According to Nikshay portal, the national dashboard under the Revised National TB Control Programme (RNTCP), there has been 35% increase in private sector notification nationally– 5.40 lakhs in 2018 as compared to 3.98 lakhs in 2017. Maharashtra, however, recorded a dip of 0.81 %, with 69143 notifications in 2017 and 68539 notifications in 2018.
The private sector notifications are important for TB control efforts for various reasons. Several studies point out that a majority of patients prefer going to private sector when they first get initial symptoms of TB. Without notification of cases coming to private sector, it is impossible to ascertain the magnitude of active TB infection (including the MDR cases) in the state and whole of country.
Second, private sector treatment not only leads to high out of pocket expenditure, it is also prone to inaccurate diagnosis and ineffective drug regimens. The irregular and non-standard treatment increases chances of development of multi-drug resistance in TB patients.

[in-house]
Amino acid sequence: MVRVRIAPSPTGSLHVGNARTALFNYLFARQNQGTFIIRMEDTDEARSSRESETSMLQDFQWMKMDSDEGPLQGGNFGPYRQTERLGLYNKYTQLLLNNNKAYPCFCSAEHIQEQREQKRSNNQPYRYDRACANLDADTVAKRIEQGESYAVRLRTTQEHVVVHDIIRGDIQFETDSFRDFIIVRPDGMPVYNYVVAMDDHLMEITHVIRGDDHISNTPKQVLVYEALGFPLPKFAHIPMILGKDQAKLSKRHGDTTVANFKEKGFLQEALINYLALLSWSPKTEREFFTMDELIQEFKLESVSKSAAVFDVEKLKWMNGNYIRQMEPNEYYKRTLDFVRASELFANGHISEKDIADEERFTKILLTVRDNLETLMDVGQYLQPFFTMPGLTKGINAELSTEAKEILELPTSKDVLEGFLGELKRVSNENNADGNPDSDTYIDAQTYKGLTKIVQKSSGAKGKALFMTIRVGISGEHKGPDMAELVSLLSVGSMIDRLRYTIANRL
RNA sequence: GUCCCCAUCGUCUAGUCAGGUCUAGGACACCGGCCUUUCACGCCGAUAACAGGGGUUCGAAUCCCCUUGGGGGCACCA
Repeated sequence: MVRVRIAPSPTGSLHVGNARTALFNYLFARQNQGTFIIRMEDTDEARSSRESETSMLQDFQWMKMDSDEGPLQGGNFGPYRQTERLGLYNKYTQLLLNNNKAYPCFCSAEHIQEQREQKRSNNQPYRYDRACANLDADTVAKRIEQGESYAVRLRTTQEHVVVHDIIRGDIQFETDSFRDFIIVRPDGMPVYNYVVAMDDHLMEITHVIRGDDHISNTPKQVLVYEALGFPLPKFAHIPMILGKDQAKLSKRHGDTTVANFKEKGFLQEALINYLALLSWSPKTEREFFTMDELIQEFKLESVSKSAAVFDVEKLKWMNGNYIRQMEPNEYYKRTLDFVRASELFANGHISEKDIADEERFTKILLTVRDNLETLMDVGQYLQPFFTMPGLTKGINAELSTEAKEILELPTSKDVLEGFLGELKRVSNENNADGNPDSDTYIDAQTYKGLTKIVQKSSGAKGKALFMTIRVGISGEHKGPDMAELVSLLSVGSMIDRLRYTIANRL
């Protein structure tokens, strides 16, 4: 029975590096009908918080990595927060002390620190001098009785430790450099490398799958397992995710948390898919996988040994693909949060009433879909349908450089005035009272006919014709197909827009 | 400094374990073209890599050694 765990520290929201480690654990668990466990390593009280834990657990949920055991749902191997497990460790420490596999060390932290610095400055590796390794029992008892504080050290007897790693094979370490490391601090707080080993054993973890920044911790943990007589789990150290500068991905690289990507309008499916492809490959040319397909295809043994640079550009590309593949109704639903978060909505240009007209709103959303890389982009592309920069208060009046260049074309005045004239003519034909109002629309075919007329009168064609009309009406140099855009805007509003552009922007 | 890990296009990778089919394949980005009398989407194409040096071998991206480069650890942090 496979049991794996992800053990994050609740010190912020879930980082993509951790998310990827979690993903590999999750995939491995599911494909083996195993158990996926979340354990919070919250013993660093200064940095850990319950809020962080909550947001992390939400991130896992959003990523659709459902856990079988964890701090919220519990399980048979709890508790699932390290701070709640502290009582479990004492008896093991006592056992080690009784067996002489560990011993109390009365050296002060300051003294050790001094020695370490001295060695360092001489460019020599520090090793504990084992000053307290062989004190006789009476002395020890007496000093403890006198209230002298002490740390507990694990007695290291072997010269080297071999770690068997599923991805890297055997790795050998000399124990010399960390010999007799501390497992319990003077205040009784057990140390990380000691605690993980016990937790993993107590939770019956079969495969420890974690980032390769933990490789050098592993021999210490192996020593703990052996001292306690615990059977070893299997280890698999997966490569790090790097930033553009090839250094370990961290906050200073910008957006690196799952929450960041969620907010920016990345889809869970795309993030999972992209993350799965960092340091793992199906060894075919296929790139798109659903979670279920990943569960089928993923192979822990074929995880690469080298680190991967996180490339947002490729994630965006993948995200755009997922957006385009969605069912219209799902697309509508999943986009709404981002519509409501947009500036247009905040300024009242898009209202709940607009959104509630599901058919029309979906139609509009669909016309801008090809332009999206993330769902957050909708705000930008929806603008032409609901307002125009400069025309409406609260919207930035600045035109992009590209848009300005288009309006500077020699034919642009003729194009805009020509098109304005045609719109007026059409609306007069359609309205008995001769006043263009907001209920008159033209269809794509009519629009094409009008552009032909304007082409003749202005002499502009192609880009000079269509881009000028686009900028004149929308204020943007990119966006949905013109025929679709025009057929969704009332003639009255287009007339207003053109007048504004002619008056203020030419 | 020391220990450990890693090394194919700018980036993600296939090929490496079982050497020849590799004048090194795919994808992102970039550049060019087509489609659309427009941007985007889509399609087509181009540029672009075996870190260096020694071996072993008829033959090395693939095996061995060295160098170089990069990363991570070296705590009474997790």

In Maharashtra, there are a few districts where the decline in private notifications have reduced significantly. Malegaon Corporation, for example, recorded 420 private notifications (against the target of 661) in 2017, where as in 2018 it recorded only 157 as against the target of 1051. Nashik Corporation registered 1133 (exceeding the target of 858) private notifications of TB cases in 2017; it reduced to 925 (as against the target of 1363) in 2018.
Dr Tushar Sahastrabuddhe, endocrinologist from Pune said, “Even after making notification of TB cases a compulsory exercise, many doctors are not proactively notifying TB cases. Lack of willpower to take extra efforts and notify cases is hindering notification of new TB cases.”
Dr Padmaja Jogewar, state TB officer, said, “We have been counselling doctors and coming up with stringent provisions if doctors do not adhere to the notification. We are trying our best to make private practitioners register new TB cases.”